To be watching plays again inside a theatre after 18 months was certainly a strange experience considering that Poor Clare, now playing at the Echo Theater Company, was something I was supposed review right before the pandemic shut everything down and drastically altered our lives for many months to come. To finally be able to watch this play (written by Chiara Atik and directed by Alana Dietze) was made all the worthwhile in how utterly fantastic it was and how much its themes struck even harder after everything we experienced during this chaotic time.
At the heart of it, Poor Clare is a hilarious and poignant modern spin on on the medieval story of Saint Clare of Assisi. But first, who is Saint Clare of Assisi?
The founder of the Order of Poor Ladies, Saint Clare of Assisi was an Italian saint and one of the first followers of Saint Francis of Assisi. Saint Clare of Assisi was born into a wealthy Italian family but soon shunned her luxurious upbringing to embrace the life of piety and poverty. Inspired by the words of Francis of Assisi, Clare fled her home and joined Francis, establishing her own religious order. The group became known for their austere and devout lifestyle and for the power of their prayer, which is credited with saving Assisi from invaders twice. After Francis’ death, Clare continued his work and broadened her own influence. Clare died in 1253 and was canonized two years later by Pope Alexander IV.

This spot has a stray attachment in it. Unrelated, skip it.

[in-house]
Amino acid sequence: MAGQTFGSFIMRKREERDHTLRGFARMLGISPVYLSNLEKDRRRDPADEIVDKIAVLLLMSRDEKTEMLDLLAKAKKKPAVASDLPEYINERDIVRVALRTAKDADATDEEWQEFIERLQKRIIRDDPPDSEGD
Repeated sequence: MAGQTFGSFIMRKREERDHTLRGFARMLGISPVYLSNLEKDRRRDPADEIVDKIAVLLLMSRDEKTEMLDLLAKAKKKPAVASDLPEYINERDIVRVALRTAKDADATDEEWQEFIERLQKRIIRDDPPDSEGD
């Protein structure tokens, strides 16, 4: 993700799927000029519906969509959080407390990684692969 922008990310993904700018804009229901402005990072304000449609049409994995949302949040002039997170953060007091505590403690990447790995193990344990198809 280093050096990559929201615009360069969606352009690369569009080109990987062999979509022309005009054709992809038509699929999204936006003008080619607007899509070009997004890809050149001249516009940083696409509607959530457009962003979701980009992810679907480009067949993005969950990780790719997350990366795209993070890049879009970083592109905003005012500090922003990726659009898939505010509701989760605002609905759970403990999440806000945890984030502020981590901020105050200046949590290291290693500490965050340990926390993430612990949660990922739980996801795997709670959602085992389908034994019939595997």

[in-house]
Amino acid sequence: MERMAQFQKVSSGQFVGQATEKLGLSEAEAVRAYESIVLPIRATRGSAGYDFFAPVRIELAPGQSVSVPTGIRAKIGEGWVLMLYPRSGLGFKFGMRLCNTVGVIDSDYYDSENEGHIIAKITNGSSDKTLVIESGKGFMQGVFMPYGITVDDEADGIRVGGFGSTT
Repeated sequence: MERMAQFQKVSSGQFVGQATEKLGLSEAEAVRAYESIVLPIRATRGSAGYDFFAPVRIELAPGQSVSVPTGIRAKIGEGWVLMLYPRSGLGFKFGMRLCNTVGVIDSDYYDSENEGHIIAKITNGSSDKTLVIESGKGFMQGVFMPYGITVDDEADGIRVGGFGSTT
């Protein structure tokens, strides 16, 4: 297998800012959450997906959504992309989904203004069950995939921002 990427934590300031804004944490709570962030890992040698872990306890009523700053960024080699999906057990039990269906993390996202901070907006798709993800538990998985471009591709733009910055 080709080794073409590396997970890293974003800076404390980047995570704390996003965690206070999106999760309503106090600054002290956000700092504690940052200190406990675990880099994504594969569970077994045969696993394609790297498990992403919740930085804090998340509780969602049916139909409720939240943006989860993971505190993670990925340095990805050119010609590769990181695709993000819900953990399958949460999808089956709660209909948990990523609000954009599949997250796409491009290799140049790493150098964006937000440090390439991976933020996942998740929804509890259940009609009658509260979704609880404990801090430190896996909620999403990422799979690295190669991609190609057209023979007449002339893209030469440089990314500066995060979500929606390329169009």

What is most evident is the modern vernacular juxtaposed with the medieval time period and the situations that concerned its citizens at the time, which wasn’t too different from our own as evidenced by the gossip about boys and latest fashion that our main lead Clare (played by Jordan Hull) would have with her live-in help (Kari Lee Cartwright and Martica De Cardenas).
Before we go any further, it must be noted that I applaud Dietze’s decision to cast Jordan Hull as the historical titular character and until the time comes when non-traditional casting occurs so frequently, I will always take notice when these things happen. But as fantastic as this casting choice was, the decision is fortified even further by how much Hull shines in her role and embodies the earnestness, anxiety, concern, and all around deep love she has for her fellow human beings. This is completely her play and she anchors it with aplomb.
The rest of the cast is no slouch either and the play is gifted with every talented actor contributing at least one memorable moment to make it theirs. Kari Lee Cartwright and Martica De Cardenas hits right off the bat as Alma and Peppa, the bickering help that is put in one rather awkward situation to which both convey drastically different reactions. Michael Sturgis is utterly hilarious as Francis, the aristocrat who sacrificed everything to become a monk and thus serving as the inspiration to Clare’s journey as a saint. Ann Noble is sublime as Ortolana, the pampered and loving mother who wants only the best for her children, even though her intentions may questionably misguided. Donna Zadeh is simply wonderful as Beatrice, the quintessential sister who has one particular meltdown scene that had me howling with laughter.